These three companies are smashing social barriers with their corporate social responsibility (CSR) initiatives. Each one is tackling climate change, gender inequality, racism, and trying to be more sustainable. But are they good investments too?
Julie Sweet made headlines in 2015 when she decided to join Accenture (NYSE: ACN) as CEO. She previously worked as an attorney before becoming general counsel at Accenture in 2010. Throughout her life, she has espoused support for diverse cultures, integration, and workplace gender equality.
Julie Sweet has repeatedly referred to Accenture's ambition for equal employment between genders by 2025:
"Across the globe, one thing is universally true of the people of Accenture: We care deeply about what we do and the impact we have with our clients and communities. It is personal to all of us."
Under Sweet, Accenture -- in collaboration with SAP and 3M and in association with the U.N -- launched the Sustainable Development Goals (SDG) in 2020. SDGs cover topics associated with environmental, sociocultural, and governance (ESG) considerations to a zero-carbon economy, human rights, and inclusivity.
Financially, Sweet's tenure is going well too. The company reported Q3 revenue of $13.3 billion, a 21% increase year-over-year. Accenture also announced a 24% increase in operating income to $2.1 billion, with a 16% margin in Q3 whilst earnings per share came in at $2.40.
Jane Fraser made history by becoming the first female CEO of Citigroup (NYSE: C), one of the largest banks in the U.S. She is a firm believer in growing the company, not only with the best talent, but also with diversity, multiculturalism, and gender equality.
She started her career at Goldman Sachs and later became a partner at McKinsey & Company before joining Citigroup. In her interview with Time magazine, in which she spoke about talents and diversity in finance, she mentioned.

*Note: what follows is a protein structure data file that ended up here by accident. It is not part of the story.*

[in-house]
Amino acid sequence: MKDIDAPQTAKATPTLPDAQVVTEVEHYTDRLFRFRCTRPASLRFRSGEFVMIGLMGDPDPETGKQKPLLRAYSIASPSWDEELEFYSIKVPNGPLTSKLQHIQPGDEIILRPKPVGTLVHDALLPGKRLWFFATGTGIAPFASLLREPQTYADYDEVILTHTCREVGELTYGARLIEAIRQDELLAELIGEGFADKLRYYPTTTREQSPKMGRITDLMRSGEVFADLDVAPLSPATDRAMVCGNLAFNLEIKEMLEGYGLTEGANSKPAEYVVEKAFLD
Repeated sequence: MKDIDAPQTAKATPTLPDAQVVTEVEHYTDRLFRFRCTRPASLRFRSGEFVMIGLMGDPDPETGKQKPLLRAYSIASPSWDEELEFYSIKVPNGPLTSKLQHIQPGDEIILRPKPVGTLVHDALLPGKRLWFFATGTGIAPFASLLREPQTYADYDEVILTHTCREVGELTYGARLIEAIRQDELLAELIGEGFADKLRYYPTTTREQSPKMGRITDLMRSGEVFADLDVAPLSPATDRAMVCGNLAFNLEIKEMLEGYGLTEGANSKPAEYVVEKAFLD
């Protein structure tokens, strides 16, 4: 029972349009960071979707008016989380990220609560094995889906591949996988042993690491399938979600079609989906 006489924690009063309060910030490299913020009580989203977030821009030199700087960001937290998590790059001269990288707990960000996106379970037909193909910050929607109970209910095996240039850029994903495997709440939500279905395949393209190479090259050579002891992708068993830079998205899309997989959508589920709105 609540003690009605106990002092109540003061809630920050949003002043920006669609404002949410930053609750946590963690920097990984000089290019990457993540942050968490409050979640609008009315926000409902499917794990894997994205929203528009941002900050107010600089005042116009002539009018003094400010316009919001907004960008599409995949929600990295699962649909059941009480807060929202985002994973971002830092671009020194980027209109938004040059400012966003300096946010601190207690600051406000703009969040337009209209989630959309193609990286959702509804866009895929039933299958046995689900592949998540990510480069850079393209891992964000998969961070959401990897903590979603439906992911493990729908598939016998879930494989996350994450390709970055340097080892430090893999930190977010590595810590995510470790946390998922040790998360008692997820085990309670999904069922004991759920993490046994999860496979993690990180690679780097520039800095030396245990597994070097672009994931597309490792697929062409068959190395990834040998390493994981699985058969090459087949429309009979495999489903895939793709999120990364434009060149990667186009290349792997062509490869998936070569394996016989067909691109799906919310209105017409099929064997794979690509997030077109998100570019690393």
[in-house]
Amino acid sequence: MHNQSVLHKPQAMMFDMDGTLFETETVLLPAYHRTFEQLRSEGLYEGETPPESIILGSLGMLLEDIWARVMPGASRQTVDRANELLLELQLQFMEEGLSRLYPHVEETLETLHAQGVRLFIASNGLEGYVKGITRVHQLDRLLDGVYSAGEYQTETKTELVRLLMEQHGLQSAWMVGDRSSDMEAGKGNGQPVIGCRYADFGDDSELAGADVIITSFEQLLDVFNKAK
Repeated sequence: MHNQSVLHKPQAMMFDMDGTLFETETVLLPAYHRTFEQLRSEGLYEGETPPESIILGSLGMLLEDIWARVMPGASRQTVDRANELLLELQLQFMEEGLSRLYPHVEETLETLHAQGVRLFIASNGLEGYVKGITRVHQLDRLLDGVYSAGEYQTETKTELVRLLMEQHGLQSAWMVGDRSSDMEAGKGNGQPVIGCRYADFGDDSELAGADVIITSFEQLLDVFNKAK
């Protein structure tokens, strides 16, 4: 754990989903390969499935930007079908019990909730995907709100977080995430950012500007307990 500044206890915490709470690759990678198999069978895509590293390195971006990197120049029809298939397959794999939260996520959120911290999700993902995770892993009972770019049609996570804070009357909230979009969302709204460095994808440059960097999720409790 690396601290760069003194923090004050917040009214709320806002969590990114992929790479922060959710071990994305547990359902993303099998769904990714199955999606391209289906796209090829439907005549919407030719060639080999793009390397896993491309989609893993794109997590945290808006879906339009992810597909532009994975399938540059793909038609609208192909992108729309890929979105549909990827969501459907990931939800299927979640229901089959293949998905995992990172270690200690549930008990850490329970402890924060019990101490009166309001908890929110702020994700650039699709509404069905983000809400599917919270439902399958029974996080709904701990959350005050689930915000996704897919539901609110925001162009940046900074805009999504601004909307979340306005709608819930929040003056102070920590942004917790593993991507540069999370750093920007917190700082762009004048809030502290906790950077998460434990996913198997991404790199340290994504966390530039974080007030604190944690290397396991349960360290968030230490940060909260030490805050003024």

"The talent exists, full stop and it's time to kill the notion that there's a trade-off between diversity and meritocracy."
Under her leadership, the firm has adopted various CSR programs such as 'Global Citizenship', which empowers individuals and businesses to transform the world. The firm works on a range of challenges that impact society, shareholders, customers, and other groups. The corporation is also committed to working on a net-zero strategy for reducing carbon footprint by 2050.
Citigroup's Q2 report was published in mid-June with net income recorded at $6.2 billion ($2.85 per share) and revenue reaching $17.5 billion.
Lynn Good is the CEO of one of America's largest energy holding companies, Duke Energy (NYSE: DUK). Under her guidance, the firm has stepped up its emphasis on serving the public and community good which has led them to a smarter, cleaner energy future.
In the period leading up to Good becoming CEO in 2013, she was the chief financial officer at the company. Prior to that, she was a partner at two international accounting firms, including a long career with Arthur Andersen.
The company has been a long-term supporter of rebuilding at-risk communities and the environment with its three distinctive projects centered around environmental, social, and governance sustainability.
By removing coal facilities and replacing them with renewables and gas plants by 2030, Duke is focusing on a low-carbon future. The Hire North Carolina Program was also implemented to maximize the employment of local owners and various construction contractors.
In the first week of August, Duke Energy released financial figures for Q2, with EPS coming to $1.15 on revenue of $5.76 billion -- up 6.2% YoY. This is comparable to a $1.13 share loss and $1.08 in the second quarter of 2020, adjusted for EPS.
Looking to invest in more established businesses? Why not check out our shortlist of stocks that are well-established in their industries but still have the opportunity to give their shareholders unrivaled returns? Start your MyWallSt free access now.
The Home of Successful Investing.
© 2023 MyWallSt Ltd. All rights reserved.